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Argument: Co-ops are non-profits, not run by government nor companies

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Supporting quotations

"Cooperatives Being Pushed as an Alternative to a Government Plan". Washington Post. August 18, 2009: "As prospects fade for a public, or government-run, option as part of health-care reform, key senators are considering another model to create competition for private insurers: member-owned, nonprofit health cooperatives. [...] Sen. Kent Conrad (D-N.D.), the chief advocate for including cooperatives in reform legislation, has cited examples as disparate as the Land O'Lakes dairy concern, rural electricity cooperatives and Ace Hardware. [...] But so far, cooperatives have been defined in the health-care debate primarily in terms of what they are not: They would not be run by the government. [...] That may make the cooperatives more politically palatable to conservatives, as well as to some Democrats such as Conrad, who fear that the public option may be a bridge too far."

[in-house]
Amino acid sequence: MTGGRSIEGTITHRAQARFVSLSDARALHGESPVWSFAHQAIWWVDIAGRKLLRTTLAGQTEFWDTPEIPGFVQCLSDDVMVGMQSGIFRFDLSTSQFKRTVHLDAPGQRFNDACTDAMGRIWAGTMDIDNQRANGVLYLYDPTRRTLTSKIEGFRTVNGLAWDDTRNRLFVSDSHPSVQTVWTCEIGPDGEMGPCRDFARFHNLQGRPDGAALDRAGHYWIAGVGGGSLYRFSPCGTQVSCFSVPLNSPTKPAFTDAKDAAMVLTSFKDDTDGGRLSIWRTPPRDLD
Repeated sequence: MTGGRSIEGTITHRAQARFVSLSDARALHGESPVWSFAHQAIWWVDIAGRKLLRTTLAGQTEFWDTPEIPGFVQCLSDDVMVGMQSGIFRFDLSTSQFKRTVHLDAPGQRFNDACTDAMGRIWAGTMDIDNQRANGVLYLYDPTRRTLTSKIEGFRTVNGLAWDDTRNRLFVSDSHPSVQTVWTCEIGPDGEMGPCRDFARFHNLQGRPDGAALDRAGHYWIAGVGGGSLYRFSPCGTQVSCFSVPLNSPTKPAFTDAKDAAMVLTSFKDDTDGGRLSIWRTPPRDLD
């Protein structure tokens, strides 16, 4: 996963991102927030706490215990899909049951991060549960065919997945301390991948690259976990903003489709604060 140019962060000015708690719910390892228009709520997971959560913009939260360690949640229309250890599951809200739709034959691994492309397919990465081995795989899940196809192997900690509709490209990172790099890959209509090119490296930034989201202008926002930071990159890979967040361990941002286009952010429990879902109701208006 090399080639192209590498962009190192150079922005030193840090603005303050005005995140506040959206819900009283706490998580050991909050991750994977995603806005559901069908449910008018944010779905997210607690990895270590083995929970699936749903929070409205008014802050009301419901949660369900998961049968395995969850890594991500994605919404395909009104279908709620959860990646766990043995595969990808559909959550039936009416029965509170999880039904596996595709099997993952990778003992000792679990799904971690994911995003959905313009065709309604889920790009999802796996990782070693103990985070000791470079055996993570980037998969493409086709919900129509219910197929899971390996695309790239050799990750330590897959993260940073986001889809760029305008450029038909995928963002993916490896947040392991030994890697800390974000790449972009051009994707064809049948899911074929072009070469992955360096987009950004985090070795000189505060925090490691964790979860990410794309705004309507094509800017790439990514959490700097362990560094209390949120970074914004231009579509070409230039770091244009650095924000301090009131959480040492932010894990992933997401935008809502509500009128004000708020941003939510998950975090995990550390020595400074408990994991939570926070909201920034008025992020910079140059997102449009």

Senator Kent Conrad, the North Dakota Democrat who chairs the Senate Budget Committee, said in a June 2009 interview with Ezra Klein: "for those against a public option because they fear government control, the co-op structure has some appeal because its not government control. It's membership control, and membership ownership."[1]


Senator Kent Conrad, a ranking member of the Senate Finance Committee and the figure originally proposing co-ops: "have some of the strengths of public option in that they are not for profit and will provide competition for the insurance companies. On the other hand, it meets some of the objections from others who don't want a government-run plan, because co-ops are membership-run and membership-controlled, not government-controlled."[2]

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